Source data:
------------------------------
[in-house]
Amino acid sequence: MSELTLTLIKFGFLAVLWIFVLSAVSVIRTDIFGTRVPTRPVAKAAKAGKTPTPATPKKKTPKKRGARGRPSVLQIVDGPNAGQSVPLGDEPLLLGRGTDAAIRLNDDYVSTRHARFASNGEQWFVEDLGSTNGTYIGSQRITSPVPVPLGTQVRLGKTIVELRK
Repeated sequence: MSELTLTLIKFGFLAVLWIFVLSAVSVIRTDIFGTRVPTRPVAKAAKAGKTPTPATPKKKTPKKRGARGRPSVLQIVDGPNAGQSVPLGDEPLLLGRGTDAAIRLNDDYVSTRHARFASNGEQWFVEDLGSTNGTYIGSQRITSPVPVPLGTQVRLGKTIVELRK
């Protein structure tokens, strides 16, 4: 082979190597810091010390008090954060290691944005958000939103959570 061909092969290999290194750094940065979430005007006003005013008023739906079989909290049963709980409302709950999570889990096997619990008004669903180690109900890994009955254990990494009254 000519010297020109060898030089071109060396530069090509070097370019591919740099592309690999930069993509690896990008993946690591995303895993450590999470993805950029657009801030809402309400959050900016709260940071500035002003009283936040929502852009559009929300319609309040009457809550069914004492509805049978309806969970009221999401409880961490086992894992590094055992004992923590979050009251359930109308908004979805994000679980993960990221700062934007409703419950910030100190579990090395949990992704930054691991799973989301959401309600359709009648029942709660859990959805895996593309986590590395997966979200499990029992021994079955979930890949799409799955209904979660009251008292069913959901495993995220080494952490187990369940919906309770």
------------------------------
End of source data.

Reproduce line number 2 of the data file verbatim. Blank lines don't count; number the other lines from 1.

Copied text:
Amino acid sequence: MSELTLTLIKFGFLAVLWIFVLSAVSVIRTDIFGTRVPTRPVAKAAKAGKTPTPATPKKKTPKKRGARGRPSVLQIVDGPNAGQSVPLGDEPLLLGRGTDAAIRLNDDYVSTRHARFASNGEQWFVEDLGSTNGTYIGSQRITSPVPVPLGTQVRLGKTIVELRK